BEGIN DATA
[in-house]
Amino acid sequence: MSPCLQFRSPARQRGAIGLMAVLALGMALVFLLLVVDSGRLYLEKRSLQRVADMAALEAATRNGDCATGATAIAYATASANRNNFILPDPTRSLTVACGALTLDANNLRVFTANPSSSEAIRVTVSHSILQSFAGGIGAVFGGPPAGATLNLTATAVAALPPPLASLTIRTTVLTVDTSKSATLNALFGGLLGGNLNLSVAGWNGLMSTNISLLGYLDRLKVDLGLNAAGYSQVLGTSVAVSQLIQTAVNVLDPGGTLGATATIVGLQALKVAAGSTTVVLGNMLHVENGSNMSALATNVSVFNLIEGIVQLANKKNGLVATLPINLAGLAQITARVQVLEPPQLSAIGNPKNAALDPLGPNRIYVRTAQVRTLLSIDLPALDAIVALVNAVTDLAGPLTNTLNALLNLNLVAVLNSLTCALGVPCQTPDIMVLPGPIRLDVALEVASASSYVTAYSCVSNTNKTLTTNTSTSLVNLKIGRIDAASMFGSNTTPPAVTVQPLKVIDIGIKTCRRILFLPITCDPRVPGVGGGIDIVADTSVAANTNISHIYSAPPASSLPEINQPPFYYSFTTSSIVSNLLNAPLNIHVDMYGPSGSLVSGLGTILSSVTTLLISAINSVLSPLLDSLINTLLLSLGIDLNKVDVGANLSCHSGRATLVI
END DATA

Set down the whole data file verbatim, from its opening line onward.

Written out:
[in-house]
Amino acid sequence: MSPCLQFRSPARQRGAIGLMAVLALGMALVFLLLVVDSGRLYLEKRSLQRVADMAALEAATRNGDCATGATAIAYATASANRNNFILPDPTRSLTVACGALTLDANNLRVFTANPSSSEAIRVTVSHSILQSFAGGIGAVFGGPPAGATLNLTATAVAALPPPLASLTIRTTVLTVDTSKSATLNALFGGLLGGNLNLSVAGWNGLMSTNISLLGYLDRLKVDLGLNAAGYSQVLGTSVAVSQLIQTAVNVLDPGGTLGATATIVGLQALKVAAGSTTVVLGNMLHVENGSNMSALATNVSVFNLIEGIVQLANKKNGLVATLPINLAGLAQITARVQVLEPPQLSAIGNPKNAALDPLGPNRIYVRTAQVRTLLSIDLPALDAIVALVNAVTDLAGPLTNTLNALLNLNLVAVLNSLTCALGVPCQTPDIMVLPGPIRLDVALEVASASSYVTAYSCVSNTNKTLTTNTSTSLVNLKIGRIDAASMFGSNTTPPAVTVQPLKVIDIGIKTCRRILFLPITCDPRVPGVGGGIDIVADTSVAANTNISHIYSAPPASSLPEINQPPFYYSFTTSSIVSNLLNAPLNIHVDMYGPSGSLVSGLGTILSSVTTLLISAINSVLSPLLDSLINTLLLSLGIDLNKVDVGANLSCHSGRATLVI